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It Could Become Illegal to Allow a Child to Use a Phone which can Access Pornography

By 20th May 2019Nov 6th, 2019Family and Matrimonial Law

Being a law firm that often works with families, children and schools, we are always shocked to see how early on in life children in South Africa are exposed to pornography. According to recent statistics, it has been found that the average age of exposure by children to hardcore pornography in South Africa is 10!

The bigger problem though is the lack of control that parents have over this …they can police their children as much as they want, but still they will be exposed. We believe the main reason for this is the prevalence of the Smartphone. Realistically speaking, the Smartphone is really just a gateway for children into another (often times frightening and adult) world. The prevalence of phones at schools has also become a tool in spreading this early exposure to pornography. You can implement all the rules you want at home but your child goes to school everyday where they are not only being exposed to other children but also the billions of other people accessible on their cellphones.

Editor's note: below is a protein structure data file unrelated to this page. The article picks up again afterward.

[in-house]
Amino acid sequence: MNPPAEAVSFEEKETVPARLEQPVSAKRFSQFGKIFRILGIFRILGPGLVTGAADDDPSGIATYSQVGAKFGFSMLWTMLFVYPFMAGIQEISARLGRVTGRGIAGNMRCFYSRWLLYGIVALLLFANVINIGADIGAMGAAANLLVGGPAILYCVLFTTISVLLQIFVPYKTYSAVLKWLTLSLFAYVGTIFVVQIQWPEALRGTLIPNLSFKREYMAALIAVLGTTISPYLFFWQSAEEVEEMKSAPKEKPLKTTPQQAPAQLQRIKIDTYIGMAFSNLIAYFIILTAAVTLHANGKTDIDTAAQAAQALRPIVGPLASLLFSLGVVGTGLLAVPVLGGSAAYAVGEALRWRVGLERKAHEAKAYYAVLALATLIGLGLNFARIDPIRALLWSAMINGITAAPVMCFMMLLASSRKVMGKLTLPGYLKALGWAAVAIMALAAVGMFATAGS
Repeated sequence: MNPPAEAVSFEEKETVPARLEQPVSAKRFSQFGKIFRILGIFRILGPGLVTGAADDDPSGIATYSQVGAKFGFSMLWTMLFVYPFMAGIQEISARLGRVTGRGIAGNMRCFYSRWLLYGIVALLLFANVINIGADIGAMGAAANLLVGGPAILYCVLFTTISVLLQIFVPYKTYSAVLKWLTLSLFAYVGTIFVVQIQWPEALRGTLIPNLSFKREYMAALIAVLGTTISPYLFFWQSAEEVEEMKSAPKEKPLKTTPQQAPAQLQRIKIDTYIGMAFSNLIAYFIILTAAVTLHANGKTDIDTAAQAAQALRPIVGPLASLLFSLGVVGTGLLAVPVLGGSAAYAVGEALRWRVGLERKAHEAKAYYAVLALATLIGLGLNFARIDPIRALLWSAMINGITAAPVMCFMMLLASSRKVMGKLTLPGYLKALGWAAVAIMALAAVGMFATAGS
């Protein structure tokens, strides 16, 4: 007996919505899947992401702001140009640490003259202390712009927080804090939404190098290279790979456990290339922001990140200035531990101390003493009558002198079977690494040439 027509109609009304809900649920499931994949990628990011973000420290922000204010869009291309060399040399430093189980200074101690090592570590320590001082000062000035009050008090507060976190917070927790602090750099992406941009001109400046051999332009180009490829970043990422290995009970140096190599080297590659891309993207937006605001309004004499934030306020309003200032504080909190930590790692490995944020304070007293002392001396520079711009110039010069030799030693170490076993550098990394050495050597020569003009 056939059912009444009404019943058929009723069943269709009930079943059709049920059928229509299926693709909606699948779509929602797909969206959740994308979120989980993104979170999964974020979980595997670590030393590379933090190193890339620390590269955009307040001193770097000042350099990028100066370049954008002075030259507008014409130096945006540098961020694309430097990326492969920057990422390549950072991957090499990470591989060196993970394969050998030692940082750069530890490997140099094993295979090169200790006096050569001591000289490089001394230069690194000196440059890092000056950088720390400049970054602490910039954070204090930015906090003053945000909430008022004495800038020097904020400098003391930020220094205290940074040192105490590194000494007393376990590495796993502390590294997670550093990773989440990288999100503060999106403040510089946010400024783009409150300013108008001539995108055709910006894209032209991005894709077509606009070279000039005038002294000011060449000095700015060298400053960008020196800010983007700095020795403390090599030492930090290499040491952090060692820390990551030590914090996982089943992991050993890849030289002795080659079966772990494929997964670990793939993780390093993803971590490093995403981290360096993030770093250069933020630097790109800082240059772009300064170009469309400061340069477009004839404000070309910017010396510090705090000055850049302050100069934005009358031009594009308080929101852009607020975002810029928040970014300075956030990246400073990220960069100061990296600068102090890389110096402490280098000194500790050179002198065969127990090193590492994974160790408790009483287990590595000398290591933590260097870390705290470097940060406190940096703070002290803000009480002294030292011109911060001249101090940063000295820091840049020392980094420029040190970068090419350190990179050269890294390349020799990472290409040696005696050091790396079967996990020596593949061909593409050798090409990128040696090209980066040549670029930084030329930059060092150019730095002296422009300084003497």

It seems that the legislature is finally becoming aware of this and the SA Law Reform Commission has recently tabled a proposed new crime to be added to the Criminal Procedure Act – the crime ofgiving a child a cellphone that does not have a “porn blocker” enabled.

This means that if accepted, it will become a crime to so much as hand a child any computer or cellphone capable of accessing pornography in South Africa. (Remember in terms of the Child Justice Act – this crime would also apply to children providing access to other children).

The crime would be a serious one, directly equivalent to showing a child what will in future likely be termed “child sex abuse material“, under another proposed update, but which is currently known in law as “child pornography”.

At the same time the definition of “pornography” would be expanded to cover images and videos that are of “an explicit or sexual nature” even if they are not “intended to stimulate erotic feelings” – removing a current protection covering the likes of sexual education material.

To ensure this is more effectively policed, the SA Law Reform Commission also proposes that any adult wanting to access porn must provide their ID and also allow their name to be noted in a register of people accessing pornography.

As yet we do not know whether or not the Bill will be passed but we will keep you updated regarding same.

In the meantime, we would love to hear your thoughts on this? A necessary measure or an unfair infringement of one’s rights to access information?